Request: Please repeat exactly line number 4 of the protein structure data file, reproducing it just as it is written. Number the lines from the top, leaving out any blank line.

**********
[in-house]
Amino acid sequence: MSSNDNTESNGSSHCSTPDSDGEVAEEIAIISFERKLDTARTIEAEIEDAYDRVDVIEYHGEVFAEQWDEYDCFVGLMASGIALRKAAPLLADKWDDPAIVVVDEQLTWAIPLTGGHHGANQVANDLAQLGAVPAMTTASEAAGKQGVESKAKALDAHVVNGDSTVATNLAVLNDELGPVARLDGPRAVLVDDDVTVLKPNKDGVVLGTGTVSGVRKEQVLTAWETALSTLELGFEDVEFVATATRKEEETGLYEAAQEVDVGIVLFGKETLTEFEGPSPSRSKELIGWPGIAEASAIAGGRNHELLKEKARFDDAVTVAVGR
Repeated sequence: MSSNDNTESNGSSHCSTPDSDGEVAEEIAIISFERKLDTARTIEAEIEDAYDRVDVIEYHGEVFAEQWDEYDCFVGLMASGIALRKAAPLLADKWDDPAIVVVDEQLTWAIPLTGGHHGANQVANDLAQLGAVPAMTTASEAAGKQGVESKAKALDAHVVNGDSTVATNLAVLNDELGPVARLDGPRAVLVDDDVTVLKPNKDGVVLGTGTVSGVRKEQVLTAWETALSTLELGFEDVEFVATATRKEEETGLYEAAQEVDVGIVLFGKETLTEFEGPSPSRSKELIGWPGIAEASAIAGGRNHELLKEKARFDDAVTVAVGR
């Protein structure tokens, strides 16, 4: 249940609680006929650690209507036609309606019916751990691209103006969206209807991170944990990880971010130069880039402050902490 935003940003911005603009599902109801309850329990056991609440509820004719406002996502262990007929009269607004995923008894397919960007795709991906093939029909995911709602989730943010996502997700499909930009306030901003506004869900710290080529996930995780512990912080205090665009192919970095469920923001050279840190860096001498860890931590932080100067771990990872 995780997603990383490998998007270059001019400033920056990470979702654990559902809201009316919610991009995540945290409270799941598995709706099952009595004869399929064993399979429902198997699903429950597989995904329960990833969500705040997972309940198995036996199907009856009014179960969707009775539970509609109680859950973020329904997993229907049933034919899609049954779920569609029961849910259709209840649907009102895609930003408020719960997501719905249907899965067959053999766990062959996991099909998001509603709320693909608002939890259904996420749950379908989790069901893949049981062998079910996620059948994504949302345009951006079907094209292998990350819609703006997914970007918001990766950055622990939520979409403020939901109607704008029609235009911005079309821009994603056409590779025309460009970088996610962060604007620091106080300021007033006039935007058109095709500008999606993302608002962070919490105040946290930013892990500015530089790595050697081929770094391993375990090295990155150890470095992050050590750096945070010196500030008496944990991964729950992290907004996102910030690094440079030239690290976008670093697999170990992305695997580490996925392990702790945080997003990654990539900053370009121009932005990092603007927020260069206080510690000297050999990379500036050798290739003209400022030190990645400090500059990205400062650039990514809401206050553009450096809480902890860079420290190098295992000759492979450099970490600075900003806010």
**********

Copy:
């Protein structure tokens, strides 16, 4: 249940609680006929650690209507036609309606019916751990691209103006969206209807991170944990990880971010130069880039402050902490 935003940003911005603009599902109801309850329990056991609440509820004719406002996502262990007929009269607004995923008894397919960007795709991906093939029909995911709602989730943010996502997700499909930009306030901003506004869900710290080529996930995780512990912080205090665009192919970095469920923001050279840190860096001498860890931590932080100067771990990872 995780997603990383490998998007270059001019400033920056990470979702654990559902809201009316919610991009995540945290409270799941598995709706099952009595004869399929064993399979429902198997699903429950597989995904329960990833969500705040997972309940198995036996199907009856009014179960969707009775539970509609109680859950973020329904997993229907049933034919899609049954779920569609029961849910259709209840649907009102895609930003408020719960997501719905249907899965067959053999766990062959996991099909998001509603709320693909608002939890259904996420749950379908989790069901893949049981062998079910996620059948994504949302345009951006079907094209292998990350819609703006997914970007918001990766950055622990939520979409403020939901109607704008029609235009911005079309821009994603056409590779025309460009970088996610962060604007620091106080300021007033006039935007058109095709500008999606993302608002962070919490105040946290930013892990500015530089790595050697081929770094391993375990090295990155150890470095992050050590750096945070010196500030008496944990991964729950992290907004996102910030690094440079030239690290976008670093697999170990992305695997580490996925392990702790945080997003990654990539900053370009121009932005990092603007927020260069206080510690000297050999990379500036050798290739003209400022030190990645400090500059990205400062650039990514809401206050553009450096809480902890860079420290190098295992000759492979450099970490600075900003806010």